Although members of Heart have come and gone with considerable frequency over the duration of the band’s long career, Nancy and Ann Wilson have always remained the band’s driving force—its lead guitarist and lead singer and its primary songwriters. Heart thus enjoys as important place in rock history as the first entirely female-driven rock band to achieve widespread popularity.

In 1985, Heart shifted gears to deploy a more pop-friendly sound with their eighth album, Heart. The result was even more commercial success. Heart became the band’s only album to reach No. 1 on the Billboard charts on the way to selling over 5 million copies. The single “These Dreams” reached No. 1 on the U.S. singles chart, and three other songs, “What About Love,” “Never” and “Nothin’ At All,” cracked the Top 10. Heart’s next album, 1987’s Bad Animal, nearly replicated that success, peaking at No. 2 on the Billboard chart behind the hit songs “Alone” and “Who Will You Run To.” Completing a trio of albums that marked the peak of Heart’s popularity was Brigade (1990), featuring the iconic single “All I Wanna Do Is Make Love To You.”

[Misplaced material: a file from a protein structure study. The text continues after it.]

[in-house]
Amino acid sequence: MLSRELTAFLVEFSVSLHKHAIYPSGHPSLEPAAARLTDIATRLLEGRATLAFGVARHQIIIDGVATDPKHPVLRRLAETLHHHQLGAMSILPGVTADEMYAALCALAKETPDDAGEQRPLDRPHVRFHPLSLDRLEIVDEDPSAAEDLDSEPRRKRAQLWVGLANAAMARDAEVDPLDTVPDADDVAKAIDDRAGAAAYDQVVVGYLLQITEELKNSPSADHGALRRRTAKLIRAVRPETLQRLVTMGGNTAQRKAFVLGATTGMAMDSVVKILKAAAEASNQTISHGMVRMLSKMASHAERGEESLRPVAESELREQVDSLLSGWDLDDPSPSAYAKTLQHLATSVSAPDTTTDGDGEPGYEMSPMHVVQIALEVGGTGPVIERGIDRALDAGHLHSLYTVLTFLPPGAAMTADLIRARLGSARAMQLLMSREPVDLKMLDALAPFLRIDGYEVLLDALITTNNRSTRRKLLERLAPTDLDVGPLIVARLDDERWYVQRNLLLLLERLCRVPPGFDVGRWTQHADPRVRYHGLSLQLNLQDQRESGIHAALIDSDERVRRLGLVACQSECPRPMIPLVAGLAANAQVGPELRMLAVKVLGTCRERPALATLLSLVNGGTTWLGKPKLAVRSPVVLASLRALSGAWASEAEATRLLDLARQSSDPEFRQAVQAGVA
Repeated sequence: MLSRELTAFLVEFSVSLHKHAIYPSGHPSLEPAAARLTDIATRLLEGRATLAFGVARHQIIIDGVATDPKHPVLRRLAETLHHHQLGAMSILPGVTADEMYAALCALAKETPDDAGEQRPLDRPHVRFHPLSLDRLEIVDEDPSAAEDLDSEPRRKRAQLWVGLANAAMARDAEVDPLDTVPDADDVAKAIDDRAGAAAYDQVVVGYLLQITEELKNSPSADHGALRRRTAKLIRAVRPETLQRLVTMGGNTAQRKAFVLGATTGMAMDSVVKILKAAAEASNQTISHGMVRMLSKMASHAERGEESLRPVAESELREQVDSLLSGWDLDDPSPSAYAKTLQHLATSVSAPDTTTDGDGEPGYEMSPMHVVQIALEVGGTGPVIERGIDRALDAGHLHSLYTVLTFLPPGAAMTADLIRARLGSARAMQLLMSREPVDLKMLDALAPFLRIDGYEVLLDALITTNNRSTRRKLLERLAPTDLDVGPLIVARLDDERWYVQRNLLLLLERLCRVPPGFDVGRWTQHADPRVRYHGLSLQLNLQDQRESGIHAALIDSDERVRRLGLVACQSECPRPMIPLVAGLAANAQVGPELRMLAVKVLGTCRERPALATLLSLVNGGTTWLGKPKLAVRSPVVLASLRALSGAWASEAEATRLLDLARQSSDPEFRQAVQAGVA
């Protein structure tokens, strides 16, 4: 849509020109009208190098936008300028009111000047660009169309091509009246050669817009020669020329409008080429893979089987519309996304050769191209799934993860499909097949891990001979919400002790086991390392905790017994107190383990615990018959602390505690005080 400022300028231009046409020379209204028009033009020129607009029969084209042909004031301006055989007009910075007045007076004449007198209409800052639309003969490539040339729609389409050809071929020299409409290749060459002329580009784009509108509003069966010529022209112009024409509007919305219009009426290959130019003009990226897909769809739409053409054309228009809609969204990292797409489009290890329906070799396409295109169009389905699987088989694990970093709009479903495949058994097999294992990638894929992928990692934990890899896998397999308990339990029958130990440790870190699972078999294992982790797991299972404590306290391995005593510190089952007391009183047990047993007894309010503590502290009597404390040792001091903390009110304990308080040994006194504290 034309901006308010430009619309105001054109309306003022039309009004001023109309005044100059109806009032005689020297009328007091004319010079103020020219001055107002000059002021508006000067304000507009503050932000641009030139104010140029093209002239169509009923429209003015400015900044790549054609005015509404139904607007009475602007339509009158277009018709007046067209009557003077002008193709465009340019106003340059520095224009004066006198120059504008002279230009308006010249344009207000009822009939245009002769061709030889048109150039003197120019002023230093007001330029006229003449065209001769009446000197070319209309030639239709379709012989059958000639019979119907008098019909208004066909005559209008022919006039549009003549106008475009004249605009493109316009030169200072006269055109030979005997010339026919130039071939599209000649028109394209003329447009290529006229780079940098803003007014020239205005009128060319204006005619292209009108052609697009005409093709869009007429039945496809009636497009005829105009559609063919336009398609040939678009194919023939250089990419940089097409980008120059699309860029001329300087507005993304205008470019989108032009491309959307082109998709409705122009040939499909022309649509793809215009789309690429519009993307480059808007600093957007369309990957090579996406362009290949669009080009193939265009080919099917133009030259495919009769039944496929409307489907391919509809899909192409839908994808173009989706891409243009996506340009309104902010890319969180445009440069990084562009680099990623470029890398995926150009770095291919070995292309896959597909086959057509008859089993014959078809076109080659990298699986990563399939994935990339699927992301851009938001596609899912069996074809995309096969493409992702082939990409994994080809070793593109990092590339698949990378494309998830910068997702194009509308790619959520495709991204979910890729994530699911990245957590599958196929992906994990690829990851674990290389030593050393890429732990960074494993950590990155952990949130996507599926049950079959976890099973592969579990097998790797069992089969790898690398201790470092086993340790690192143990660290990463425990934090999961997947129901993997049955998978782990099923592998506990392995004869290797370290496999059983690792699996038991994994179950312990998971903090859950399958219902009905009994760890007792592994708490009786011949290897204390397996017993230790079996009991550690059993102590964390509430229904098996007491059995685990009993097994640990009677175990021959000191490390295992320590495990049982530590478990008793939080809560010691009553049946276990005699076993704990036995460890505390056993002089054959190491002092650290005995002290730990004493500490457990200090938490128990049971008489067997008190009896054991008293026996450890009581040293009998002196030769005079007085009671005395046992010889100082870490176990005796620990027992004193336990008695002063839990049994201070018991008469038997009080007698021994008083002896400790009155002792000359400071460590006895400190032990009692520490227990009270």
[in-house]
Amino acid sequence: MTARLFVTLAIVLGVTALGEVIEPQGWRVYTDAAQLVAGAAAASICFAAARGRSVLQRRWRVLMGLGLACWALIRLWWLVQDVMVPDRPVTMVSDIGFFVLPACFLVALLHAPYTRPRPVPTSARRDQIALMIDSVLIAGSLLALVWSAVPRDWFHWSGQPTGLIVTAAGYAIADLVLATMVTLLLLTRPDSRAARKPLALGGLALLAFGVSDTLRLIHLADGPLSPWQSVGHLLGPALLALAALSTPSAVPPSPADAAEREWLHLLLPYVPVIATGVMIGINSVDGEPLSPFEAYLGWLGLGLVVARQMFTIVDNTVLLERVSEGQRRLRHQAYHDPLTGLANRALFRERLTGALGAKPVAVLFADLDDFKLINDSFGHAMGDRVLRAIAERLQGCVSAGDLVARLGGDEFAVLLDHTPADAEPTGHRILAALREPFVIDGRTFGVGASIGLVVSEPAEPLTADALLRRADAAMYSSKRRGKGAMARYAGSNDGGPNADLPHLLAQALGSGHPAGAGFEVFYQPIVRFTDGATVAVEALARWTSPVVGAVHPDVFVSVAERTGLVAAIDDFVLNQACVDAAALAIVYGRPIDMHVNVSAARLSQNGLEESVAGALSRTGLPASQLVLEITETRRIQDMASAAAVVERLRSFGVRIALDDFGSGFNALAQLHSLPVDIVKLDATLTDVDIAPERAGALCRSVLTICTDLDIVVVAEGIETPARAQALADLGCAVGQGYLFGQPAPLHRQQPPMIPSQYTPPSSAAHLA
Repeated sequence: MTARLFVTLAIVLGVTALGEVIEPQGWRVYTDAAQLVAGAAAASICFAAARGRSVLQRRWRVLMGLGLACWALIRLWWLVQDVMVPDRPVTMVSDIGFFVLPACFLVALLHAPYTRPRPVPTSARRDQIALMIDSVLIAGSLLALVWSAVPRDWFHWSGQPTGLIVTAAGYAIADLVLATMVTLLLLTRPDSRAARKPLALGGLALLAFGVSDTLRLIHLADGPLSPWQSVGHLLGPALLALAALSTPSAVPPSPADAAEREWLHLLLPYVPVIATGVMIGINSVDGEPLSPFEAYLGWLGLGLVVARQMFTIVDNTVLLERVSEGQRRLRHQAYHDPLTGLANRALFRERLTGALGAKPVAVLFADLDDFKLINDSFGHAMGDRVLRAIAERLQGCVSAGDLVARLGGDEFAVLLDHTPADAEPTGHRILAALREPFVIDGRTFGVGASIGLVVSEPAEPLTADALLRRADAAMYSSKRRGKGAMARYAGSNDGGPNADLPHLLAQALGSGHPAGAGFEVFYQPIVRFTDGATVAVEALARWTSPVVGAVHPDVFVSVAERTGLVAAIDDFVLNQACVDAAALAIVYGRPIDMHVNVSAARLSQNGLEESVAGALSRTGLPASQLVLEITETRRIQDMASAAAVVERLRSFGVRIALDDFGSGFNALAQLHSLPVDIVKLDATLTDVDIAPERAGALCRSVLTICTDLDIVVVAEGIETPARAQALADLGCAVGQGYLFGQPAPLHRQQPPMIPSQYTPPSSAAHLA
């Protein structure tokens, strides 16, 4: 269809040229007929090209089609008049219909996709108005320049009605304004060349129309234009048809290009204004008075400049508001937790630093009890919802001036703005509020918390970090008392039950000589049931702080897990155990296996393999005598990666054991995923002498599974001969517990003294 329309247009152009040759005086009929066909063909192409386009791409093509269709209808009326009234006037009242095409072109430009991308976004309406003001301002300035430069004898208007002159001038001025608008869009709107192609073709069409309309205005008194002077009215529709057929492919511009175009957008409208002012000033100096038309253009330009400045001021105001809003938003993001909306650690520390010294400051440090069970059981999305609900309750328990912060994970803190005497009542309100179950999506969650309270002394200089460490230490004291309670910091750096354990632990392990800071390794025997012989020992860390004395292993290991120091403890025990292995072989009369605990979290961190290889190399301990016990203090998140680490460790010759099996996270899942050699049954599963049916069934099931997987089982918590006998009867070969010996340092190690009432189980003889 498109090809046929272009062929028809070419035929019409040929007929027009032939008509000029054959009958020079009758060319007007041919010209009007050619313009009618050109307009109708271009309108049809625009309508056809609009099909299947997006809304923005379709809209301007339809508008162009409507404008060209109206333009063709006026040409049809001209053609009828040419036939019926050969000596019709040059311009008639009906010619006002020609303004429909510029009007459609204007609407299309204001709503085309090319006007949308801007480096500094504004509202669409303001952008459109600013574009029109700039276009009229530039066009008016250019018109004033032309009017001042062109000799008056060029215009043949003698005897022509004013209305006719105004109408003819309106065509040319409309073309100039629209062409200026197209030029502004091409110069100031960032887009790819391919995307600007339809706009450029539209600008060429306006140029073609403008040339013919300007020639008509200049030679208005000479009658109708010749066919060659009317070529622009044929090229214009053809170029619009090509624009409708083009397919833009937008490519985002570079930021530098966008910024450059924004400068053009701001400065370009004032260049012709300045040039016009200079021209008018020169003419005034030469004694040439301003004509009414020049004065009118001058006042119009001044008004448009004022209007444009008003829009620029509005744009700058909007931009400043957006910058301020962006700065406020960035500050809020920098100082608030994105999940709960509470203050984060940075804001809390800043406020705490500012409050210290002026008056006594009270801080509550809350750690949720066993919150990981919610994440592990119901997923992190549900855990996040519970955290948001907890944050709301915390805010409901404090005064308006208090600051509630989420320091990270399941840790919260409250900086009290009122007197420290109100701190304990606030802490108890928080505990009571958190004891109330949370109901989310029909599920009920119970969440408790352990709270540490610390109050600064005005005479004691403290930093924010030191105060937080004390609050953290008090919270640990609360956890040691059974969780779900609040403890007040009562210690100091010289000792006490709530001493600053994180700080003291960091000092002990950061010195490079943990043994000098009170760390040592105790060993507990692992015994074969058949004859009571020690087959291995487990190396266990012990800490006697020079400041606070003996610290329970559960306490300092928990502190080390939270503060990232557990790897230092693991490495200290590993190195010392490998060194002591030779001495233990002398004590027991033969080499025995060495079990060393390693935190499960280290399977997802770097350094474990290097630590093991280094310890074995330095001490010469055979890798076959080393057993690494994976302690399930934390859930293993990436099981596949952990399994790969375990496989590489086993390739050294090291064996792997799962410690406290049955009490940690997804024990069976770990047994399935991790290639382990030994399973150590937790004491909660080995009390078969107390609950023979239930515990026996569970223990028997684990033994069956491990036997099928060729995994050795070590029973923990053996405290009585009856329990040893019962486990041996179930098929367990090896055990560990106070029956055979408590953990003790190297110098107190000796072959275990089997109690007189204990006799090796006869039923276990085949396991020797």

After their 1993 album Desire Walks On failed to achieve the success of the band’s previous efforts, the Wilson sisters briefly disbanded Heart to form a new band called The Lovemongers. The Lovemongers toured briefly in the Pacific Northwest and released one album, Whirlygig, in 1997. However, the sisters then reformed Heart and released a 2004 comeback album, Jupiters Darling, which received high critical praise but didn’t sell especially well. Heart’s most recent album, Red Velvet Car, released in 2010, returned them to national prominence and commercial success, reaching No. 10 on the Billboard charts and featuring the popular singles “WTF” and “Hey You.”